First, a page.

Free movies offered in bear campaign
Aspen Times Staff Writer
A summer-long campaign to educate those living in bear country will kick off this month with free movies.
The Roaring Fork Bear Awareness Team hopes three screenings of “The Bear” will put residents on alert for wandering wildlife. The movie, a story of an orphaned bear cub attempting to live on its own in the wild, will be shown at 7:30 p.m. on May 14 at the Wheeler Opera House. The other screenings will be at Basalt Middle School on May 15 at 7 p.m. and at 2 p.m. on June 8 at the Crystal Theatre in Carbondale.
“This is the first year we’ve decided to really make a major effort because, in the last three years, there have been a lot of conflicts,” said Jonathan Lowsky, Pitkin County wildlife biologist and a member of the Bear Awareness Team. “We are trying to educate the public that we live in bear habitat, and the bears will always be here and we need to learn how to coexist with them.”
The team came together on an informal basis in the fall of 1999, Lowsky said, just a few months after a black bear and her two cubs were shot by state wildlife officials after raiding a Snowmass Village neighborhood. Public outcry over the shootings spurred city and county officials to work on animal protection ordinances to help prevent future tragedies.
Once the ordinances were approved, and after bear-proof trash cans became mandatory, the Bear Awareness Team decided to move on to educational efforts. The team sponsored a presentation by a bear expert last summer, and the event proved so popular that the Bear Awareness Team expanded their efforts even more.
Television and radio ads alike have cropped up in the past few weeks to remind locals of the dangers bears face when they amble into town. And this year, aside from the free movie screenings, the team will sponsor a series of lectures, a bear-themed fun run in Basalt and a number of educational booths at the Jazz-Aspen Festival and other local fairs. The peak of the summer campaign will feature a bear-awareness day at Paepcke Park in mid-June.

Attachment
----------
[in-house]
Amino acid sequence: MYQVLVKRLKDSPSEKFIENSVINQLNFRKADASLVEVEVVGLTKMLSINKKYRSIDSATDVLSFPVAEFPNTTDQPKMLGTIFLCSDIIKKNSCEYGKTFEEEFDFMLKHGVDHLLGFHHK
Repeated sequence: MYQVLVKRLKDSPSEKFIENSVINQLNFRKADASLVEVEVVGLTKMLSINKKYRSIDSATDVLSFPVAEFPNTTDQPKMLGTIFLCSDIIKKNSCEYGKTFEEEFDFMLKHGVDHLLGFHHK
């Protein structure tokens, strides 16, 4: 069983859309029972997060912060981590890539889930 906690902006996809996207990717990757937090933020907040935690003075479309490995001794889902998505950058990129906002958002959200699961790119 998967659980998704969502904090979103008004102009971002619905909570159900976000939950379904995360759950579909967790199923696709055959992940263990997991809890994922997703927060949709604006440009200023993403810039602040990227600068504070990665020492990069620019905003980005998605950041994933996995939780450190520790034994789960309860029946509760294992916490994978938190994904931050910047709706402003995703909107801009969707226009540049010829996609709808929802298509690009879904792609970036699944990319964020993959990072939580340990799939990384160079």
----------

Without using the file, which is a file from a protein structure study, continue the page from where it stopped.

Many of the team’s educational materials teach people how to react if they encounter a bear in their neighborhood. Though black bears are not considered to be dangerous, they should be given some space in certain situations, Lowsky said – for example, if a bruin is found rummaging in a Dumpster.
“That’s when you need to give that bear a wide berth,” he said. “If they’re hungry and they found a good food source, they’re going to be protective of it.”
Paraphrasing the motto of another wildlife official, Lowsky said it’s best to “treat [bears] like a movie star: Notice they’re there and be on your merry way.”
Attending an awareness team event might save a bear’s life – and save a DOW official the pain of having to kill an innocent animal, Lowsky said.
“It’s the wildlife managers from the Division of Wildlife that have to kill these bears when the public is careless,” he said. “You can imagine what it’s like to see a grown man having to put a bullet in a 7-pound cub’s head because somebody was too lazy to close their trash cans or bring it in at night.”
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